entity.IsOn = false;
    }
}

The device side is done same way. Just block reading lines from the SerialPort in a loop and handle the commands by name.  Here is the device code:

using System.Threading;
using Microsoft.SPOT;
using Microsoft.SPOT.Hardware;
using GHIElectronics.NETMF.FEZ;
using GHIElectronics.NETMF.USBClient;
using System.Text;

namespace FezPandaApp1
{
    public class Program
    {
        static OutputPort sysLed;
        static OutputPort led1;
        static OutputPort led2;

        public static void Main()
        {
            Debug.EnableGCMessages(false);
            sysLed = new OutputPort((Cpu.Pin)FEZ_Pin.Digital.LED, false);
            led1 = new OutputPort((Cpu.Pin)FEZ_Pin.Digital.Di6, false);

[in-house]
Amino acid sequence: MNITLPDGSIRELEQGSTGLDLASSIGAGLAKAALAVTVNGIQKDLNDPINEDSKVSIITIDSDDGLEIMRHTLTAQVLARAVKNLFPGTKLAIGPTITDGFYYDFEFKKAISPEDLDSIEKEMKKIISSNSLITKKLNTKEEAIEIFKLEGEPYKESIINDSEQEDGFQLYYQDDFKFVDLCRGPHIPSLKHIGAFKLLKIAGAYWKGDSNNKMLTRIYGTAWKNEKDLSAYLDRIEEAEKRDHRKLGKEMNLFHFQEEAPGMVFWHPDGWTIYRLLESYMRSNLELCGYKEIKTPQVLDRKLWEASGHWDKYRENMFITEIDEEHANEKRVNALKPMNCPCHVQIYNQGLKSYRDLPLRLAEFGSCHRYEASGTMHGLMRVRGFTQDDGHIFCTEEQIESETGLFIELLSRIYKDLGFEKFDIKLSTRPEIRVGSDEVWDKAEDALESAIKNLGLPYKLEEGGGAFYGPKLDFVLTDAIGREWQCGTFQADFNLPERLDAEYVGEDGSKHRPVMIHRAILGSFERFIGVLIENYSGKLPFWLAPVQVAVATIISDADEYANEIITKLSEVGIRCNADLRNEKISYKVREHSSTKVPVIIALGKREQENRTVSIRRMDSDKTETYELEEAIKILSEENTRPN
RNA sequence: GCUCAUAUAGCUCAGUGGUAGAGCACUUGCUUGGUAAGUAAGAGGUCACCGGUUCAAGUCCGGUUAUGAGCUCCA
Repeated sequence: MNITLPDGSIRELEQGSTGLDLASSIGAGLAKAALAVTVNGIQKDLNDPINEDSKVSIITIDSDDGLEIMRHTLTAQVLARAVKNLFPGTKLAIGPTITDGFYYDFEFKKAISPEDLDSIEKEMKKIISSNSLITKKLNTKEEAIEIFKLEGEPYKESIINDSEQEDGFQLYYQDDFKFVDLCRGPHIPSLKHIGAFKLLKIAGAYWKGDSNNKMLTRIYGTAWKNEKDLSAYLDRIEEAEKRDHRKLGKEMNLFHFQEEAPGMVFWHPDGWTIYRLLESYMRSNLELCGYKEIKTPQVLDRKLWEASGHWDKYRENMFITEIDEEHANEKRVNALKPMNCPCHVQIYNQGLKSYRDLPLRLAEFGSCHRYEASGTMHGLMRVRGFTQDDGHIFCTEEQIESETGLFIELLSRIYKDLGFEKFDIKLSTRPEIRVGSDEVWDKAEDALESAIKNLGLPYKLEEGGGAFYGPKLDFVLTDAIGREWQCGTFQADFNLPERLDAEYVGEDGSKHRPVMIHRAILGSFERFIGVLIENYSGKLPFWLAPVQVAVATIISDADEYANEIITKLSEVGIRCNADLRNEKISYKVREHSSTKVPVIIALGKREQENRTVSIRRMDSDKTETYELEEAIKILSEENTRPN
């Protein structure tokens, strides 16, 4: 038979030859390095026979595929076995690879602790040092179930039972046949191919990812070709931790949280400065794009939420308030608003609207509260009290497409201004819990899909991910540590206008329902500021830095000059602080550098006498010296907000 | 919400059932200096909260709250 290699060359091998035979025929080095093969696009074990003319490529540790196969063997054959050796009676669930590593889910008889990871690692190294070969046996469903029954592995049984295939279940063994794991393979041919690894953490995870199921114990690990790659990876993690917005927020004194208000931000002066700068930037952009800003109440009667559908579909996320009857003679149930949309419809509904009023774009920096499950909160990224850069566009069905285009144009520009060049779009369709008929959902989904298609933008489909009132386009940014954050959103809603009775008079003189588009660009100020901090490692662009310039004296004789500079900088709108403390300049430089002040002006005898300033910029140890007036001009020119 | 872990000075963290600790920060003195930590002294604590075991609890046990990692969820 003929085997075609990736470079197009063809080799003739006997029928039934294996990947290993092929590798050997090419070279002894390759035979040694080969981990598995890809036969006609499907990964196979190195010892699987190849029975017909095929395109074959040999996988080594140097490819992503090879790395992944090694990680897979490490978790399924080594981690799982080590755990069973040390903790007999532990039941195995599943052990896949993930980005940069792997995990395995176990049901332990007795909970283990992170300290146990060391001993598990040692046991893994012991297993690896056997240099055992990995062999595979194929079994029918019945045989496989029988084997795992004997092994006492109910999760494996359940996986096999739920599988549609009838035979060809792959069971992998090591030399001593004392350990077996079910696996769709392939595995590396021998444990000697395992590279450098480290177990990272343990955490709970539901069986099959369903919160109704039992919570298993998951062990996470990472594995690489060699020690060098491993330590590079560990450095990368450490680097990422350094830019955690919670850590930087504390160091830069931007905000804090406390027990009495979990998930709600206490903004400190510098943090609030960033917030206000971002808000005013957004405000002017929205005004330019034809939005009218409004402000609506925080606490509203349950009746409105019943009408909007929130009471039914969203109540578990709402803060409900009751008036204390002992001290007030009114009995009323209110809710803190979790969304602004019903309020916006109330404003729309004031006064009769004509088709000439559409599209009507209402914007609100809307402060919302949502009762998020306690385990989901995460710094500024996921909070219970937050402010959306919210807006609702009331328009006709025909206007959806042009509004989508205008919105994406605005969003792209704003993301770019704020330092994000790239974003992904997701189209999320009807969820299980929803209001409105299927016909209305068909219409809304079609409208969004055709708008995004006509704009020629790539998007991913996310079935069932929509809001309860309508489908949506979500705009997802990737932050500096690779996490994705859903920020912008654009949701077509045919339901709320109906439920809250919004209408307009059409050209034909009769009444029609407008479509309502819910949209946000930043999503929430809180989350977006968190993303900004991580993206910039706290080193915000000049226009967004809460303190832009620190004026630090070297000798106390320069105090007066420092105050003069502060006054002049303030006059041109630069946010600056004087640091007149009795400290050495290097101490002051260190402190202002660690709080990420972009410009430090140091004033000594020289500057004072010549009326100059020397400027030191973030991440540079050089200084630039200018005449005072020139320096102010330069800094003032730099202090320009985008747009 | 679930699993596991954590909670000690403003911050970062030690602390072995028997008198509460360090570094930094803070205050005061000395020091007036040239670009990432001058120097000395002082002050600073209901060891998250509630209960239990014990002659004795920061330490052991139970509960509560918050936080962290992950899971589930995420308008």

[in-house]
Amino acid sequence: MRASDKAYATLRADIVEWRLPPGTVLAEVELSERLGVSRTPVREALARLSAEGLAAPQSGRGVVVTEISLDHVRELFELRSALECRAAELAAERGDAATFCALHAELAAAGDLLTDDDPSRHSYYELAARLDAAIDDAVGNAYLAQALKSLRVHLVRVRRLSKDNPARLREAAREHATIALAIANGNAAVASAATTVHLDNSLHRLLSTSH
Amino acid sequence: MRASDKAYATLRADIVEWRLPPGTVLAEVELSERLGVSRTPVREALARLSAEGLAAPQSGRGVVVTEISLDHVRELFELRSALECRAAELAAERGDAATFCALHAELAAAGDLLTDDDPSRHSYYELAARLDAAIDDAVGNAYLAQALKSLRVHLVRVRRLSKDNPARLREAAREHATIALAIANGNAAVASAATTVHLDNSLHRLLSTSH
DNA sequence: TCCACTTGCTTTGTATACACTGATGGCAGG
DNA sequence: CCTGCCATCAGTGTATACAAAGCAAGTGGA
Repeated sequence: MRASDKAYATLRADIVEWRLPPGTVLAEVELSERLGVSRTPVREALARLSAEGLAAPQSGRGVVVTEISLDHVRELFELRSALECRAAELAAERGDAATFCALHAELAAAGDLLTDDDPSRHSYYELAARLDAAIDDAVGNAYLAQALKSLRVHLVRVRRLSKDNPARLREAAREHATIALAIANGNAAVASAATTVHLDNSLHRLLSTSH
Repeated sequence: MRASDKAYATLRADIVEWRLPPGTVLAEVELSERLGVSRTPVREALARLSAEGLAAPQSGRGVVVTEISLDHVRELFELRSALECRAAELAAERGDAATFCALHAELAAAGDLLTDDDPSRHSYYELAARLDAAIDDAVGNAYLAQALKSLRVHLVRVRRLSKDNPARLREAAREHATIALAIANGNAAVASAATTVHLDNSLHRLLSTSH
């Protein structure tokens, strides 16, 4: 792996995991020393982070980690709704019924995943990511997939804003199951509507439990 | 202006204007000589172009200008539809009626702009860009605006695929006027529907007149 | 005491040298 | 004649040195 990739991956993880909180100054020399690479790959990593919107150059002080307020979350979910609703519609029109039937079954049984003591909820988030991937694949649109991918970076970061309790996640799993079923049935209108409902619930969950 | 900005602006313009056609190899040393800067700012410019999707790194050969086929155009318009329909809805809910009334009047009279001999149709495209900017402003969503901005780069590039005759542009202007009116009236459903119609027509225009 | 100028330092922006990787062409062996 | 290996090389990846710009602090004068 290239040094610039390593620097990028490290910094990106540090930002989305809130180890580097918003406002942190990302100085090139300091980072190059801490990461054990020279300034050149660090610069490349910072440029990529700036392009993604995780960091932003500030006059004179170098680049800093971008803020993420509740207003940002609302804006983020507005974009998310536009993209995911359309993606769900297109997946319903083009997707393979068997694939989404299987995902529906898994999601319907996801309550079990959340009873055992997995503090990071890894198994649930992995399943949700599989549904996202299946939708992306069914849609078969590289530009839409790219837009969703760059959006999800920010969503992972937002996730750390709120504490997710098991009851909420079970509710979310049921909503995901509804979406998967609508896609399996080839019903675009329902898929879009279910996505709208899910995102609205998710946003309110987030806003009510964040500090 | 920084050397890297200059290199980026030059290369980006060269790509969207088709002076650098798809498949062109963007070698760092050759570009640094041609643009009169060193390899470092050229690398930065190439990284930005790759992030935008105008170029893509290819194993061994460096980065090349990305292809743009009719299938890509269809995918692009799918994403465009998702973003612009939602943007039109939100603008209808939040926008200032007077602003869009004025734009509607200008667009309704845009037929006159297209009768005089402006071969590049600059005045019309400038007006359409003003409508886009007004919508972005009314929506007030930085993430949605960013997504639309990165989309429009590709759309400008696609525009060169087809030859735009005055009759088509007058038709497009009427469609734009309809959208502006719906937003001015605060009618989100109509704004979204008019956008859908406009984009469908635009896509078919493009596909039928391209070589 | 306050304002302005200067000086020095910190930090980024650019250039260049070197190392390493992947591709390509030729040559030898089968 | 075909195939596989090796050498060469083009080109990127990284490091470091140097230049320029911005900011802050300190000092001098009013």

led2 = new OutputPort((Cpu.Pin)FEZ_Pin.Digital.Di7, false);

            ReadComm();

            Debug.Print("Done.");
        }

        public static USBC_CDC StartCDC()
        {
            // Check debug interface. We don't do this check with CDC debugging port
            //if (Configuration.DebugInterface.GetCurrent() == Configuration.DebugInterface.Port.USB1)
            //    throw new InvalidOperationException("Current debug interface is USB. It must be changed to something else before proceeding. Refer to your platform user manual to change the debug interface.");

            // Start CDC
            Debug.Print("Hit Break all. Then Continue to Init CDC.");
            USBC_CDC cdc = USBClientController.StandardDevices.StartCDC_WithDebugging();

            // Send "Hello world!" to PC every second. (Append a new line too)
            byte[] bytes = System.Text.Encoding.UTF8.GetBytes("Hello world!\r\n");

            int count = 10;
            while (count-->0)
            {
                Debug.Print("Sending on comm.");
                // Check if connected to PC
                if (USBClientController.GetState() != USBClientController.State.Running)
                {
                    Debug.Print("Waiting to connect to PC...");
                }
                else